Once Derrick started them, however, I’d remember hearing them play them in the past, and I followed along. And with that, magic was made. Talk about “winging it”!

And, the plan was successful. We kept a good flow, and the mood around the bar was a party, like we actually WERE a band. Derrick took control, and we kept a good flow moving through the set. I hung on for dear life, and I don’t remember waving anything off, to be honest with you.

Friends kept coming and going like a revolving door. At times there was quite a few in the bar having a raucous time. Then, they’d disappear, and it seemed dead. Then, it would swing back, and the party was on again.

All in all, we avoided any real abortions, and it was fun to play songs I don’t normally get a chance to. And a kick to play with all three of them. As I say, without Derrick there to feed me the parts on the fly WHILE singing, it might have been ugly. Something to admire about Derrick. He made it look easy, but I know that it’s not. Years of experience at play there. For both of us, I suppose.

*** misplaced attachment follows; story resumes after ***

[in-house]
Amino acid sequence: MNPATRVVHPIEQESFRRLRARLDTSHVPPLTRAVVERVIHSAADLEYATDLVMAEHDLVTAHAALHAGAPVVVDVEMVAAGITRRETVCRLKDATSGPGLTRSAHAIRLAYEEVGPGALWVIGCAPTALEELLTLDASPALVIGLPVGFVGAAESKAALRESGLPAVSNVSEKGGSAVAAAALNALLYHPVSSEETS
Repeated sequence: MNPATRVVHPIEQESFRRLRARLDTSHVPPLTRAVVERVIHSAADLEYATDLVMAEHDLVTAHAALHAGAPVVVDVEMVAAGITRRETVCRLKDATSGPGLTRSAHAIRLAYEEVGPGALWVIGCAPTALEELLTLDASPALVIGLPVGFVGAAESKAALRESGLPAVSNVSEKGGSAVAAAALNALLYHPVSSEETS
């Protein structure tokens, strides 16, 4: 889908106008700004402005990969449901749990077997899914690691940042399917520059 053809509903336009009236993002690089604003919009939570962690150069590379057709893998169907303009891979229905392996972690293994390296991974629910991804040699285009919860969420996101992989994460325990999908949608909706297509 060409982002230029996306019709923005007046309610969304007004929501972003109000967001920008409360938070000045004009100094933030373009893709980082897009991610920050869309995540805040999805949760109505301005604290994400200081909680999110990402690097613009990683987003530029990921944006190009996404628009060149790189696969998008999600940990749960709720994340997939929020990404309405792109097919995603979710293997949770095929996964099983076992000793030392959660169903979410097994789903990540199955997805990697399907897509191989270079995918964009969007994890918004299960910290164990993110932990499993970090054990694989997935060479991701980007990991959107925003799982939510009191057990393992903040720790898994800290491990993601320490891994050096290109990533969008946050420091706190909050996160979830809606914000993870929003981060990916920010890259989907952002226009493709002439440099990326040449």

And the Jager did flow! Derrick managed to keep it down this time. Naturally, we found ourselves playing some very odd, silly songs. The recollections are fuzzy and vague. I can’t remember what they were, and I’m sure in some embarrassing moment in the future someone will remind me, but I know there were a few moments where I found myself saying “what in the hell sparked us playing THAT!”

One of the braver songs I attempted was Message In A Bottle by The Police. I think that’s the first time I ever played any Police song. Derrick literally made a quick sweep through the chord changes before hand to show me, and we were off! He carried the water for most of the song, and I had fun just filling out the guitar, putting some meat on the bones of the piece. What a kick!